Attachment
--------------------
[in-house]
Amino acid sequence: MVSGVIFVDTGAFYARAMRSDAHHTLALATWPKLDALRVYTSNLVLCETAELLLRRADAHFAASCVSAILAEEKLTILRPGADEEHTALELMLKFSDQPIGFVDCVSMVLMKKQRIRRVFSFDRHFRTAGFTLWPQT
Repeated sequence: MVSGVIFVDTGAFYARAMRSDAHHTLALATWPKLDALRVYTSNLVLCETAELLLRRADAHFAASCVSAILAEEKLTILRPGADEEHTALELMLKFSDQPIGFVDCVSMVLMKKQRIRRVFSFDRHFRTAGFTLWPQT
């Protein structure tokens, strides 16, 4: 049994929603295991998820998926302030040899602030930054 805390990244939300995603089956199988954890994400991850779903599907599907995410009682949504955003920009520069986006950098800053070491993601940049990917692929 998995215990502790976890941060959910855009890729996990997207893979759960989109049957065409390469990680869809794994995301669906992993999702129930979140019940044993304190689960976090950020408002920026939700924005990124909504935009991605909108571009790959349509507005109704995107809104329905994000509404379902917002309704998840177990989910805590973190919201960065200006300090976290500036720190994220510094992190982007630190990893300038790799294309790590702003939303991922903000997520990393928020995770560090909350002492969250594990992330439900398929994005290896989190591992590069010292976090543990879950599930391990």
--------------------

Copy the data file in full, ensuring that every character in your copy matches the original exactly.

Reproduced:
[in-house]
Amino acid sequence: MVSGVIFVDTGAFYARAMRSDAHHTLALATWPKLDALRVYTSNLVLCETAELLLRRADAHFAASCVSAILAEEKLTILRPGADEEHTALELMLKFSDQPIGFVDCVSMVLMKKQRIRRVFSFDRHFRTAGFTLWPQT
Repeated sequence: MVSGVIFVDTGAFYARAMRSDAHHTLALATWPKLDALRVYTSNLVLCETAELLLRRADAHFAASCVSAILAEEKLTILRPGADEEHTALELMLKFSDQPIGFVDCVSMVLMKKQRIRRVFSFDRHFRTAGFTLWPQT
């Protein structure tokens, strides 16, 4: 049994929603295991998820998926302030040899602030930054 805390990244939300995603089956199988954890994400991850779903599907599907995410009682949504955003920009520069986006950098800053070491993601940049990917692929 998995215990502790976890941060959910855009890729996990997207893979759960989109049957065409390469990680869809794994995301669906992993999702129930979140019940044993304190689960976090950020408002920026939700924005990124909504935009991605909108571009790959349509507005109704995107809104329905994000509404379902917002309704998840177990989910805590973190919201960065200006300090976290500036720190994220510094992190982007630190990893300038790799294309790590702003939303991922903000997520990393928020995770560090909350002492969250594990992330439900398929994005290896989190591992590069010292976090543990879950599930391990």